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One of my most popular presentations, the one that I’m most frequently asked to give, is 10 Common Challenges Facing Educators. When giving this presentation I outline challenges that classroom teachers often face and present some resources and strategies for addressing those challenges. In preparation for the new school year I’ve created a series of blog posts based on that presentation. Today’s post is about resources students can use in developing multimedia projects.
I like having students create videos as class projects because a well designed project requires students to develop a number of skills. In the case of having students create documentary videos or instructional videos, they have to first research their chosen topics and know them well in order to produce a quality product. If you’re having students create fiction-based videos they need to write and revise a story line. The same is true for any type of video project you design. Your students need to research, develop a story line (or story board), revise the story line, create the first draft of their videos, then revise their videos after getting input from peers and teachers. For the web-based video creation tools that I recommend, view the slides below. In those same slides you’ll also find links to information about Creative Commons, Fair Use, and Copyright.
Much like when you have students create video products, when you have them create a podcast they should plan out the story line or talking points ahead of time. Doing that provides students with a structure to work within which can help them develop clear audio messages. And much like video projects, your students are going to want to revise parts of their podcasts. The first time a person hears his or her own voice on a recording they often cringe. (After years of hearing my own voice on recordings I still sometimes cringe).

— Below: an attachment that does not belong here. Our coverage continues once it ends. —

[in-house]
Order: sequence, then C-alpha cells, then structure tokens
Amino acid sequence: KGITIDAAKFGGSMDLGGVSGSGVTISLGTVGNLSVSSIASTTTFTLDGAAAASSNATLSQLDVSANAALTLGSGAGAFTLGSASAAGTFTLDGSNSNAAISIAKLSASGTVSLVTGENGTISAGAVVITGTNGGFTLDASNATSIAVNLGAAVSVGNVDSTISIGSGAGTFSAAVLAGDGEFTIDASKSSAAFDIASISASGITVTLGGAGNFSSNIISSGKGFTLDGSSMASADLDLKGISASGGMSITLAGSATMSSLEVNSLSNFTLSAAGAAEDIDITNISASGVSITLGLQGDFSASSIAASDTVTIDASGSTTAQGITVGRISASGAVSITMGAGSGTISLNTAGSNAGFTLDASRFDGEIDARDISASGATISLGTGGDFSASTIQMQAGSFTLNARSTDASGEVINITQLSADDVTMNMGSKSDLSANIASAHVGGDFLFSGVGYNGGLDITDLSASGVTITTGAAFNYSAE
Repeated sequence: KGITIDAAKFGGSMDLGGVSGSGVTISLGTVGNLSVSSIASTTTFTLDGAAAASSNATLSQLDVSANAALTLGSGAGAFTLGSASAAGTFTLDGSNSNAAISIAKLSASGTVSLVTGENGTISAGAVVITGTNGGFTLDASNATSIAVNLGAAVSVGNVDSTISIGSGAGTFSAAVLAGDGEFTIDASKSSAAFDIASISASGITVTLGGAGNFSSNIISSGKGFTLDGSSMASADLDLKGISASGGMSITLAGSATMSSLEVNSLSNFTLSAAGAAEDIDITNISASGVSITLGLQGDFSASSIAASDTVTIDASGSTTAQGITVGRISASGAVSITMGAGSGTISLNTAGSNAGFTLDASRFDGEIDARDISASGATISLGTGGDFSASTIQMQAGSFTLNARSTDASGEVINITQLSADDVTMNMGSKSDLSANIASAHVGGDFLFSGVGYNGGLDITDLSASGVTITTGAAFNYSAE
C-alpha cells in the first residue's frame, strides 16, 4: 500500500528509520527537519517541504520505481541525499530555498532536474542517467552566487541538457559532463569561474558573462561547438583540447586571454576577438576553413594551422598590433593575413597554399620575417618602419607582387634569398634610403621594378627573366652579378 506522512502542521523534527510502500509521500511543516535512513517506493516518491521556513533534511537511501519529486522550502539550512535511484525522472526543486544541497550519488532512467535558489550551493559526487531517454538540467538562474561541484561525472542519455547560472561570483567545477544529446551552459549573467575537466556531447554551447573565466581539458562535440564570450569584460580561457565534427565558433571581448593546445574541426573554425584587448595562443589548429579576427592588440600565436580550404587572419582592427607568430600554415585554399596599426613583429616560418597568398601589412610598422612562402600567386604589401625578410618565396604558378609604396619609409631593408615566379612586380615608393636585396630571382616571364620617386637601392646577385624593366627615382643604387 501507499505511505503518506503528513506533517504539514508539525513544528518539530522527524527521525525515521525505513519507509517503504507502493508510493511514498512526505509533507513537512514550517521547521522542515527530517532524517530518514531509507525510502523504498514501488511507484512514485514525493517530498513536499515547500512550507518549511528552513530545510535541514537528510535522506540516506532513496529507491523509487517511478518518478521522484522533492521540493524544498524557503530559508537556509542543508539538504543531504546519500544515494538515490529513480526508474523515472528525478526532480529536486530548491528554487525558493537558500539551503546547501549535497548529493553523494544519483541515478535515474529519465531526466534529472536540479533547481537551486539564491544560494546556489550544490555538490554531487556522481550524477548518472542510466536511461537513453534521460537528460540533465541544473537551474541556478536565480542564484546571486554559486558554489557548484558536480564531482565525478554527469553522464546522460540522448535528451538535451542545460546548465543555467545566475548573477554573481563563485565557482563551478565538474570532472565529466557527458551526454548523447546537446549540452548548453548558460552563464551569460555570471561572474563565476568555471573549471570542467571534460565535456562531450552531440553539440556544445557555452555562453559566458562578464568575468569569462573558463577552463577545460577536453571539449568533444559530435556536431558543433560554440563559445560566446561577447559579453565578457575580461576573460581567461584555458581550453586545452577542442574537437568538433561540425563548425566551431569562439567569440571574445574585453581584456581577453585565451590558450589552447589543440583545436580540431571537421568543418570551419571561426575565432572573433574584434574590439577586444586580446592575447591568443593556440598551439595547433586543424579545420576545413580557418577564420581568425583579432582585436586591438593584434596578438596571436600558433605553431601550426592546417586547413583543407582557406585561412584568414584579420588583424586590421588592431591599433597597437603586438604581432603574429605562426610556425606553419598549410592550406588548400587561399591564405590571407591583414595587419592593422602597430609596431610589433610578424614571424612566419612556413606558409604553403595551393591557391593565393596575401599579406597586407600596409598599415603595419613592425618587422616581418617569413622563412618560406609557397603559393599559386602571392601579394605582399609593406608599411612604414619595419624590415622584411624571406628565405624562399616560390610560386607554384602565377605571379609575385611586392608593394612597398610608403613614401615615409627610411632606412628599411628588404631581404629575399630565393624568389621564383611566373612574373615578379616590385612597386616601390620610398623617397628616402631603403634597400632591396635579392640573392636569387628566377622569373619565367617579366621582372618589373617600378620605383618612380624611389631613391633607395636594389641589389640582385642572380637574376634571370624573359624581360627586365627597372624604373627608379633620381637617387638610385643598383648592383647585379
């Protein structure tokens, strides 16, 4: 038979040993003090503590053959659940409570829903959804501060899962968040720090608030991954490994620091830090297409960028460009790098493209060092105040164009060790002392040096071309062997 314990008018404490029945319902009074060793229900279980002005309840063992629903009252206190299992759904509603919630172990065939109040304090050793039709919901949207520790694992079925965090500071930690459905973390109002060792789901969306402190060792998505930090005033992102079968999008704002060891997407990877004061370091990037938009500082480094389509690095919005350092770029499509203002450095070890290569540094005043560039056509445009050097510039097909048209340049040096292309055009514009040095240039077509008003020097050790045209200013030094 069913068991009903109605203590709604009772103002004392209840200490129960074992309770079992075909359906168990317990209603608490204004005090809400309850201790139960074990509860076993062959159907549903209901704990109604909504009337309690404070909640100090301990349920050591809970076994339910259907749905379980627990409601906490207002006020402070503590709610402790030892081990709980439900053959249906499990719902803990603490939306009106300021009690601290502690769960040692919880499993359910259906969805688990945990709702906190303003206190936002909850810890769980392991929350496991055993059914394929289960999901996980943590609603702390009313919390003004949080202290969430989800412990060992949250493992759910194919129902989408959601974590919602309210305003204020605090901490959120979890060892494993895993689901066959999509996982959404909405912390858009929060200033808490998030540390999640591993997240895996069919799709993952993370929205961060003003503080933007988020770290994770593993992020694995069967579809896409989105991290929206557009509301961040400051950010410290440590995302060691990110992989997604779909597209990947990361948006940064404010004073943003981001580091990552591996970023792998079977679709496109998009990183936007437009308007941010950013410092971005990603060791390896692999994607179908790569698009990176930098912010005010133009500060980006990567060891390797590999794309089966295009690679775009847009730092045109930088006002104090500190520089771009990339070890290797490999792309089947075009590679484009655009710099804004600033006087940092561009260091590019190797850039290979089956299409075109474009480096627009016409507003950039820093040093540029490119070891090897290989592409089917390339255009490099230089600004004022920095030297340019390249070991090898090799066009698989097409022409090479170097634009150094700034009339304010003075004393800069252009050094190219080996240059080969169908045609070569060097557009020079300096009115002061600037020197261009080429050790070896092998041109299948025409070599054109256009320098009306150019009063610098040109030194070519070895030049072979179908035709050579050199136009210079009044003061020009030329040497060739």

My favorite tool for creating podcasts is Apple’s Garage Band. If you have access to Garage Band, I think that is the tool to use. If you don’t have access to Garage Band, the open source program Audacity is a good alternative. You do have to install Audacity on your computer in order to use it. Some teachers cannot download programs to their school’s computers. In those cases there are some nice online tools to try.
Aviary offers a good online audio recording and mixing tool called Myna. Myna offers a great set of tools for recording and mixing multiple tracks. The benefit of using Myna over a tools like Audacity is that students save their works to an online account that they can access from any Internet-connected computer. Aviary now offers an education product that allows teachers to create and supervise students’ accounts. If you’re a Google Apps for Education school, you can add Aviary to your list of tools through the Google Apps Marketplace.Watch the video below for a demonstration of Aviary’s Myna audio recorder and mixer.
If you just want students to quickly create short audio messages, Vocaroo is a handy tool. You cannot edit using Vocaroo, but you can download your recordings to use in an editing service. Vocaroo recordings can also be embedded into your blog or website.
At its most basic, blogging is writing for an audience. Last month I outlined and explained what I think are the three fundamental purposes of blogging as a classroom exercise. When talking to teachers about blogging one of the things that I always share is the idea of printing out your students’ blogs at the end of a quarter, semester, or year to show them and others how much good work they did. There is something about the visual of seeing 25, 50, 100, or more printed pages that really gives students a tangible sense of accomplishment. There are many tools available for downloading and printing blogs. The two tools for printing blogs that I most often recommend are Anthologize and Blog Booker.
This is part seven of a ten part series of posts about common challenges facing educators. If you’re interested in having me speak about this topic or others at your school or conference, please contact me through the Work With Me page.